LGBT rights in Bangladesh

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Bangladesh (orthographic projection).svg
StatusIllegal (inherited law under the British Indian Government)[1]
PenaltyAccording to Section 377 of the Bangladeshi Penal Code: "Whoever voluntarily has carnal intercourse against the order of nature with any man, woman or animal, shall be punished with imprisonment for life, or with imprisonment of either description that is, hard labor or simple for a term which may extend to ten years, and shall also be liable to fine".[2]
Gender identityThird gender recognised
Discrimination protectionsNo
Family rights
Recognition of relationshipsNo

Lesbian, gay, bisexual and transgender (LGBT) rights are heavily suppressed in Bangladesh.[3][4] Due to the conservative mentality of Bangladeshi society, negative attitudes towards homosexuals are very high. Homosexuality is illegal under Bangladeshi law, which is inherited from the British Indian Government's Section 377 of 1860.[5][6] According to the law, the punishment for homosexuals is up to life imprisonment, therefore it is dangerous for those who identify as homosexuals to openly come out in society because of social rejection, hate or assault.

Human Rights Watch states that "discrimination against lesbian, gay, bisexual, and transgender (LGBT) people is pervasive in Bangladesh".[7][8]

Legality of same-sex sexual activity[edit]

Section 377 of the Penal Code forbids carnal intercourse against the order of nature, regardless of the gender and sexual orientation of the participants.

377. Unnatural offenses: Whoever voluntarily has carnal intercourse against the order of nature with any man, woman or animal, shall be punished with imprisonment for life, or with imprisonment of either description for a term which may extend to ten years, and shall also be liable to fine. Explanation: Penetration is sufficient to constitute the carnal intercourse necessary to the offense described in this section.[9][10]

The ambit of Section 377 extends to any sexual union involving penile insertion. Thus, even consensual heterosexual acts such as fellatio and anal penetration may be punishable under this law.[11][10]

In 2009 and 2013, the Bangladeshi Parliament refused to overturn Section 377.[12]

Recognition of same-sex relationships[edit]

Bangladeshi law does not recognize same-sex relationship, civil unions, as well as any kind of domestic partnership for couples of opposite genders.[13] Bangladeshi society does not support these either.[14] Consensual romantic relationship and marriage between two opposite genders is supported, though social conservatism is an impediment in this context (society is less supportive) as culturally society is based on 'marriage arranged by guardian' system.[15][16]

On 23 July 2013, a lesbian couple was arrested for marrying in secret. Shibronty Roy Puja, a 16-year-old Hindu, and Sanjida Akter, 21-year-old Muslim, fled their town for Dhaka, the capital, and got married in a Hindu ceremony. They were then arrested and threatened with life imprisonment.[17] Similarly, another lesbian couple was arrested in October 2013 for their relationship. One member of the couple was described as having short hair and identified as the husband. The police had them take sex identification tests, and the doctors stated they were both females. The case was filed under Section 209, which is about unsocial activities.[18]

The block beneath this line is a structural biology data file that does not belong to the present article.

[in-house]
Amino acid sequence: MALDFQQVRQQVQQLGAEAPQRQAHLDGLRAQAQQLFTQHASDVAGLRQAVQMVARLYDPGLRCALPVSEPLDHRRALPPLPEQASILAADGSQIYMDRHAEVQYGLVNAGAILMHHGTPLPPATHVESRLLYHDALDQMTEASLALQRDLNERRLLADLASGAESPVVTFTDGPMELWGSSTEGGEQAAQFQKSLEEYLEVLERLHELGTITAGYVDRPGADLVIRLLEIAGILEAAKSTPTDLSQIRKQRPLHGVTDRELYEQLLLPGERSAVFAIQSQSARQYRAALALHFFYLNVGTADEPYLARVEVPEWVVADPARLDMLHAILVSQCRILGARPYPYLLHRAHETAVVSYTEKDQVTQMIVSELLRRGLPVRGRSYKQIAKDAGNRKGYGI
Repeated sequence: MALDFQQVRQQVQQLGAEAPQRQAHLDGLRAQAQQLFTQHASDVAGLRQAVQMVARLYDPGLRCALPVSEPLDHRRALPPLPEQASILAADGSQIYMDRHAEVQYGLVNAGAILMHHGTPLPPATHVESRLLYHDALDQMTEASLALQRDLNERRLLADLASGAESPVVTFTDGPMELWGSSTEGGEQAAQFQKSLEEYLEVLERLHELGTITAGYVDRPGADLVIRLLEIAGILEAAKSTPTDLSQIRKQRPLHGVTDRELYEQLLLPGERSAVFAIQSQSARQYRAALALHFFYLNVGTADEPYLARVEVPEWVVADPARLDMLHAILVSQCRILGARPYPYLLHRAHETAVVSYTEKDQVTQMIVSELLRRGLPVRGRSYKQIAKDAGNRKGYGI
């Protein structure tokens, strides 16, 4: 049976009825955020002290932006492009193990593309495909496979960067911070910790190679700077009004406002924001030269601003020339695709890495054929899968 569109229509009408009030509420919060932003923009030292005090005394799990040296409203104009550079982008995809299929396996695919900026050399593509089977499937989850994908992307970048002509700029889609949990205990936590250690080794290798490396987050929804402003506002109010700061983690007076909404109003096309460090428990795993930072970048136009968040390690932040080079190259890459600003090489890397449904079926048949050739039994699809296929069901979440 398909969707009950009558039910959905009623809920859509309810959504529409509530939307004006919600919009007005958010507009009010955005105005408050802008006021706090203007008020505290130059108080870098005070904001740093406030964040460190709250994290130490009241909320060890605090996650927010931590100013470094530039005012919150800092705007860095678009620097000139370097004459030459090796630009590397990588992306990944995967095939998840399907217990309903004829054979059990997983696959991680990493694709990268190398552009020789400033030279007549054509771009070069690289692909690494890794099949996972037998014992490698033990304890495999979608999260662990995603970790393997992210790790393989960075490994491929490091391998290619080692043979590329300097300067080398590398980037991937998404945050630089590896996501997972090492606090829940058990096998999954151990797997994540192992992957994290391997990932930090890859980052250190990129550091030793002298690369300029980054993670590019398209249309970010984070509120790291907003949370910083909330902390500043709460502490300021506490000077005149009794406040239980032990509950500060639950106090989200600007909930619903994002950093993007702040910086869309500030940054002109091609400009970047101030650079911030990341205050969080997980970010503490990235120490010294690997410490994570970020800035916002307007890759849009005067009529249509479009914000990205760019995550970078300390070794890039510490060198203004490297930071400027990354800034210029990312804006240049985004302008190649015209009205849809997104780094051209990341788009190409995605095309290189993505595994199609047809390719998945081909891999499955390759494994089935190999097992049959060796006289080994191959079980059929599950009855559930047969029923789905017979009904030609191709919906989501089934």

Constitutional rights[edit]

The Constitution of Bangladesh has several provisions that could apply to LGBT citizens:[19]

  • Part II Article 19 – Promises equal opportunity for all citizens.
  • Part III Article 27 – Promises equality before the law for all citizens.
  • Freedom of religion and the press are both promised, but subject to restrictions based on "decency or morality".
  • A citizen is not eligible to be a member of Parliament if they are convicted of a "criminal offence involving moral turpitude".


Since the birth of the country, homosexuality was never defined by anyone, nor was there any incident or record that it existed in society. No writer had written about homosexuality, as it was a huge taboo among Bengalis. Any writing regarding it was homophobic. Homosexuality was seen in some brothels in the 1980s, though at that time no one in Bengali used the word. Instead, the word sodomy (in Bengali: payukam or 'anal sex') was used to indicate homosexuality. There were some homosexual prostitutes at that time, which was published in major Bengali-language newspapers.[20][failed verification]

Bangladesh is a country where friendship between two same genders are allowed by the society but the people do not allow friendship between two opposite genders; in the context of homosexuality, it is still taboo in the whole Bangladesh and most of the Bangladeshi people do not know the real meaning of it. As homosexuality is taboo (the word is also taboo) and secret, the society is in the dark about the original definition of it. Some people consider it sodomy like the British colonial era; they do not possess the general idea of same gender romance, are unaware of it, and only see friendship (or no sexuality) between people of the same genders. Bangladeshis also disallow talking with strangers of opposite genders.

Bangladeshi literature sector has a rich community of writers and the top authors have never promoted homosexuality though they have promoted heterosexual romance. Among them is Humayun Ahmed, a very popular among Bangladeshi novel-readers community. Ahmed wrote many romantic (heterosexual) novels.

Formal laws against homosexuality were imposed by the British in 1860 when Bangladesh was a part of British India.[21] These laws were carried over into the Pakistan Penal Code following the partition of India in 1947, and continue to be part of Bangladesh's legal code since its independence from Pakistan in 1971.[22] In 2010s a magazine named Roopbaan was published, the magazine was for general readers which publicized homosexuality, before it no Bangladeshi local magazine was seen which talked on behalf of homosexuality.

Gender identity and expression[edit]